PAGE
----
We can legitimately ask: Has the world made any progress since then? Technologically, yes. Socially, too, in many ways. But we all know that there’s still a lot of injustice, still a lot of pain, still a lot of strife in the world. But today we say: Pain and strife do not have the last word!
I’ve shared this true story with you before, but I find it deeply moving and quite apropos to today:
The priest of a Christian church in Iraq tells the true story of a woman whose son and husband were killed by a police officer. When the police officer was caught, he was placed on trial and he was convicted of the crime. As the judge considered his sentence, this is what the woman said: “He took my family away from me, and I still have a lot of love to give, and he needs to know what love and grace feel like—so I think he should have to come to visit my home in the slums, twice a month, and spend time with me, so that I can be a mother to him, so that I can embrace him, and he can know that my forgiveness is real.”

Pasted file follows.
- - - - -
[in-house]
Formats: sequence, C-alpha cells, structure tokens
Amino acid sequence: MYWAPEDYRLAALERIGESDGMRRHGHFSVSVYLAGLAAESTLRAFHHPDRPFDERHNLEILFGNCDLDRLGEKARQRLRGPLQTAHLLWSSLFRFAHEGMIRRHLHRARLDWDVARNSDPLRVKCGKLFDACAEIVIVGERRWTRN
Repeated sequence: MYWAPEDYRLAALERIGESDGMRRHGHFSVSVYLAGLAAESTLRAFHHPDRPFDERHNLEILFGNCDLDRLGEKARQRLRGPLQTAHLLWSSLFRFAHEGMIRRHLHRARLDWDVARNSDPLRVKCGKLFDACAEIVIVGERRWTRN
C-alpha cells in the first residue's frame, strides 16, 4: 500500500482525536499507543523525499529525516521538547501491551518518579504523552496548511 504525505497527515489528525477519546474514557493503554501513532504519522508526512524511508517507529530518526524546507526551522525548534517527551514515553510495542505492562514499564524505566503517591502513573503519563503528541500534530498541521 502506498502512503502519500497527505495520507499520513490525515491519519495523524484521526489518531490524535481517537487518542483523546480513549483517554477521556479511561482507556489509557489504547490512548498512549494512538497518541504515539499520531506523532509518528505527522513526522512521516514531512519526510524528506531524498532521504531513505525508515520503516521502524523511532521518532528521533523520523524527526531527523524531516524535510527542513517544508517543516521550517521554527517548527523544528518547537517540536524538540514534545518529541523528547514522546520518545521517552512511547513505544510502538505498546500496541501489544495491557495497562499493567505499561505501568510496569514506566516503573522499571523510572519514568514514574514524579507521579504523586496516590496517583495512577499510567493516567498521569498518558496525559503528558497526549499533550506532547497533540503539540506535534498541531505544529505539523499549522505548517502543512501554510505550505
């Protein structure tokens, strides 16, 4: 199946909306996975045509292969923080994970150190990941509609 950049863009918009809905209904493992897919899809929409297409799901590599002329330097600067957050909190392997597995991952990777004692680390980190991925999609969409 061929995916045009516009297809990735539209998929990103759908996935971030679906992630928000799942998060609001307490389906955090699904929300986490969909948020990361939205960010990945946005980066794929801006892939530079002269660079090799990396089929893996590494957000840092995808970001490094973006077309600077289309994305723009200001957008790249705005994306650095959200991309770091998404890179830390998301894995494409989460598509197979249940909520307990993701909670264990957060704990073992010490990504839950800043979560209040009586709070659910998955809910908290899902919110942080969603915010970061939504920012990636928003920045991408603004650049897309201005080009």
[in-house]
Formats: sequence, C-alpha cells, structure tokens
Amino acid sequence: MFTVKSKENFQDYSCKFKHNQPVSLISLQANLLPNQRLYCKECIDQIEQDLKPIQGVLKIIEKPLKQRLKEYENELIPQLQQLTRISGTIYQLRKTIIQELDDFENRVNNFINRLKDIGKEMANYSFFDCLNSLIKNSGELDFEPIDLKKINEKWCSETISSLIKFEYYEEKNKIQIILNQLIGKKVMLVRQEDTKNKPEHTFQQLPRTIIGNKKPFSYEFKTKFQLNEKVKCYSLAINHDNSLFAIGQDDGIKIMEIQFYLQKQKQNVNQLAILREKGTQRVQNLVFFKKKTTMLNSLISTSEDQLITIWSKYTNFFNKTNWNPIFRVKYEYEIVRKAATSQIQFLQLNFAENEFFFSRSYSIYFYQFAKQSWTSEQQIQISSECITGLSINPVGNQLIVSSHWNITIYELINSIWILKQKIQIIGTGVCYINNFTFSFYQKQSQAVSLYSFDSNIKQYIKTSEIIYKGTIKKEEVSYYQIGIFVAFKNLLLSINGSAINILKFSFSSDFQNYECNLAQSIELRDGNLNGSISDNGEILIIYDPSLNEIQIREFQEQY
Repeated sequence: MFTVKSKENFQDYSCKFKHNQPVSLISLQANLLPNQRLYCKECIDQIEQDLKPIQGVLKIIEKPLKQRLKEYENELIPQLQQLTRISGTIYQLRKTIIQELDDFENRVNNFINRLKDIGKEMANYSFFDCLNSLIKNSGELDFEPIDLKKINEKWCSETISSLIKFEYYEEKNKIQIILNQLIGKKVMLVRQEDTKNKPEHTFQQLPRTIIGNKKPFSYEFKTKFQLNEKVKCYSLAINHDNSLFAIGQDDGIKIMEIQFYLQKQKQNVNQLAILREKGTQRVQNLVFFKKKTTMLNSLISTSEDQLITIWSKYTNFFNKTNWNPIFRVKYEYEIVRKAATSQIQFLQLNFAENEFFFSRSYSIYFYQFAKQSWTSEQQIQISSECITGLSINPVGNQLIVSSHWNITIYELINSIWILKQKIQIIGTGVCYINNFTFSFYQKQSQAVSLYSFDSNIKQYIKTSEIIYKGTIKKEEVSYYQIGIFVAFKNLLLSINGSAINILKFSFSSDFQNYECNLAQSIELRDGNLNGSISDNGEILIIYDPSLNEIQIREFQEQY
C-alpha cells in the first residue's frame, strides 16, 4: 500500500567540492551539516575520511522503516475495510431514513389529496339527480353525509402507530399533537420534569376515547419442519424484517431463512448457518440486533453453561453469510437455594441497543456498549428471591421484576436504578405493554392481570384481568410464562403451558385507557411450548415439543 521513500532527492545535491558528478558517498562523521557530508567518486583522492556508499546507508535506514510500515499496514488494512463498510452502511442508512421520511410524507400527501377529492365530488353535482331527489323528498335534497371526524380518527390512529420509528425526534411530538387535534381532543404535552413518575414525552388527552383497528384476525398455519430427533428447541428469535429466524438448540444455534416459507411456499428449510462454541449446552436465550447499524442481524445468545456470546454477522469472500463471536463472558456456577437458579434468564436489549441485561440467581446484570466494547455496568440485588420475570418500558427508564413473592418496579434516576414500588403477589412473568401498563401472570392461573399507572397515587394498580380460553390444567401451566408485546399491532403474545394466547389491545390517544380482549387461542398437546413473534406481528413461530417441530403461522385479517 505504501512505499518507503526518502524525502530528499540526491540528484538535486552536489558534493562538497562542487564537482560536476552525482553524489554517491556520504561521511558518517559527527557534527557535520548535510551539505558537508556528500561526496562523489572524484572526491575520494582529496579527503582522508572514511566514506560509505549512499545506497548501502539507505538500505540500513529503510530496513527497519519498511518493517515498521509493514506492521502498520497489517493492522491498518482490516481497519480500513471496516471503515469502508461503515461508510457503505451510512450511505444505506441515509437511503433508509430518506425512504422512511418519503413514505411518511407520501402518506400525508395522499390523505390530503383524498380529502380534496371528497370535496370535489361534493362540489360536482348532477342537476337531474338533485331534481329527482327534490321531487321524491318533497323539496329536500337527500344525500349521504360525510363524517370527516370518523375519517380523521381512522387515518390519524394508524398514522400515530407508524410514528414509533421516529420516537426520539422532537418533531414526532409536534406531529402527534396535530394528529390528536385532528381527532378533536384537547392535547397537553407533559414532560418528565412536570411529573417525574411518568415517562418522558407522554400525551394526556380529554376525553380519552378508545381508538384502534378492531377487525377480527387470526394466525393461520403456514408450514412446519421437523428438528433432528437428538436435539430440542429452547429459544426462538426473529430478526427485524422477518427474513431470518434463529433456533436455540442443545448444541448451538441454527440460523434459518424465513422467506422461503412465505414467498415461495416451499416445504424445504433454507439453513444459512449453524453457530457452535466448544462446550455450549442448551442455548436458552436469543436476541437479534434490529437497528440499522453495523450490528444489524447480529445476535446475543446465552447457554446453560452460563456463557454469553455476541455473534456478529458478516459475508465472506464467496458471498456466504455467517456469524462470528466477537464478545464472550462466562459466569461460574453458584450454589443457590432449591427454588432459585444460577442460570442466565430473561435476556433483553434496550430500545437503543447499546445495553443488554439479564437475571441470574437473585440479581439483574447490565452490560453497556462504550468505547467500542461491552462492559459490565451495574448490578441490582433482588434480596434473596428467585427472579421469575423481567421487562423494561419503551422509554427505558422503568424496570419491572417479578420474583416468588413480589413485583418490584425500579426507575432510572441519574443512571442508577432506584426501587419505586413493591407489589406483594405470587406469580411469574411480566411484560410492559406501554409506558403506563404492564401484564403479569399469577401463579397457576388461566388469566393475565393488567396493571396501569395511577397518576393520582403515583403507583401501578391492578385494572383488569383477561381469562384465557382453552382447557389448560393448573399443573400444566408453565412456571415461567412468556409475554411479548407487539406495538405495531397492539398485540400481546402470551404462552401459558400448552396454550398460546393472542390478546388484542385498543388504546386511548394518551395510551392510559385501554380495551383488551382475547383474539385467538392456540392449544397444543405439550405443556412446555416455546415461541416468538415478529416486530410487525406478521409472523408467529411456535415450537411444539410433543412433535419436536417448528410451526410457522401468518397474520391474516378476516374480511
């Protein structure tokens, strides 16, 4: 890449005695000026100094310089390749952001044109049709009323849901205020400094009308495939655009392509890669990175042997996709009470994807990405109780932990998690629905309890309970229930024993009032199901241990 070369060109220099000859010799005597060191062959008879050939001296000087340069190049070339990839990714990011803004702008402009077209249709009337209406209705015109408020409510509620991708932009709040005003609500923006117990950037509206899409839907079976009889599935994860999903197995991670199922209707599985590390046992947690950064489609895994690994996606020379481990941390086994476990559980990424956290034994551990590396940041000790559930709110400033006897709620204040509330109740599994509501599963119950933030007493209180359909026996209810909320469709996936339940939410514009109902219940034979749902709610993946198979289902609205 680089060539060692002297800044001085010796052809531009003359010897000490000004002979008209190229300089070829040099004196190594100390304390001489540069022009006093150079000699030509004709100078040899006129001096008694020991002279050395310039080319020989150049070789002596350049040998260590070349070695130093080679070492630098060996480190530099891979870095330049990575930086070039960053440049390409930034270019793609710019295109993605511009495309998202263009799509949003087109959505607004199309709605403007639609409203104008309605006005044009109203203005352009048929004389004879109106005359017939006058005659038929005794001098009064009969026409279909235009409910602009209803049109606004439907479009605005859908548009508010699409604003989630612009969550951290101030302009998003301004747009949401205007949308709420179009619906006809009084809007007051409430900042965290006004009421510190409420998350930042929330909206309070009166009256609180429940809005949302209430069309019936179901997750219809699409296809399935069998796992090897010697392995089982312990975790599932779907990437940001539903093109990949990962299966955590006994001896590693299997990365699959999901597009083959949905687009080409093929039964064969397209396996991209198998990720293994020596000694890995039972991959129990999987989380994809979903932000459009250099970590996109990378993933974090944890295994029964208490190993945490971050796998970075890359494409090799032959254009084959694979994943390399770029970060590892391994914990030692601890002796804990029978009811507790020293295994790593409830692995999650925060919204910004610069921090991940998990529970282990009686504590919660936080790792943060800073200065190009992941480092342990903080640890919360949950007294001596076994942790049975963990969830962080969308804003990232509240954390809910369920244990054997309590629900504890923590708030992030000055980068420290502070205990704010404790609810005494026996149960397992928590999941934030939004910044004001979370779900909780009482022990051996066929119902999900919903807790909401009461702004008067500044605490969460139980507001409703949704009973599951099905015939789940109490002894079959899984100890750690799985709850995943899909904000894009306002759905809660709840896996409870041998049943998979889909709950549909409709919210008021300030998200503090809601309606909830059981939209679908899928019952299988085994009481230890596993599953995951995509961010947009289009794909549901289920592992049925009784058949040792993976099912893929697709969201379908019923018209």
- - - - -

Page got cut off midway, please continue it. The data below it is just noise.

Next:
How is it that an individual disciple of Jesus Christ comes to love like this? I think it is because this woman, at least in part, dares to dream that the world as God envisions it is not just possible, not just probable, but a fact – that this world is here, however partially, however imperfectly, however many backward steps are made that slow its progress.
Herod’s insane, paranoid violence could not then, and that Iraqi murder, and all the horrible things we see happening in the world today, may disrupt, but cannot destroy, the beauty or the promise of Christmas. That unnamed mother shows the Herods of today that their cruelties and threats, their posturing and strutting, cannot touch, or even get close to, the Christmas dream, the spirit of God, that lives in her. The dream of the fulfillment of God’s plan for the world remains intact.
God works his purposes out!
In the next days, we will close the books on 2019. I think it’s significant that, when we do close out a year and start a new one, we do so while it’s still Christmas – Epiphany always happens at the start of the year.
As we end 2019, and start 2020, let us remember Joseph and Mary – even in the midst of a terrifying situation, God worked out his purpose for them and for the world.
And then let us remind ourselves that God is doing the same for us, each and every one of us!
My friends, let us dare to dream!
In the Name of God, the Holy and Undivided Trinity. Amen.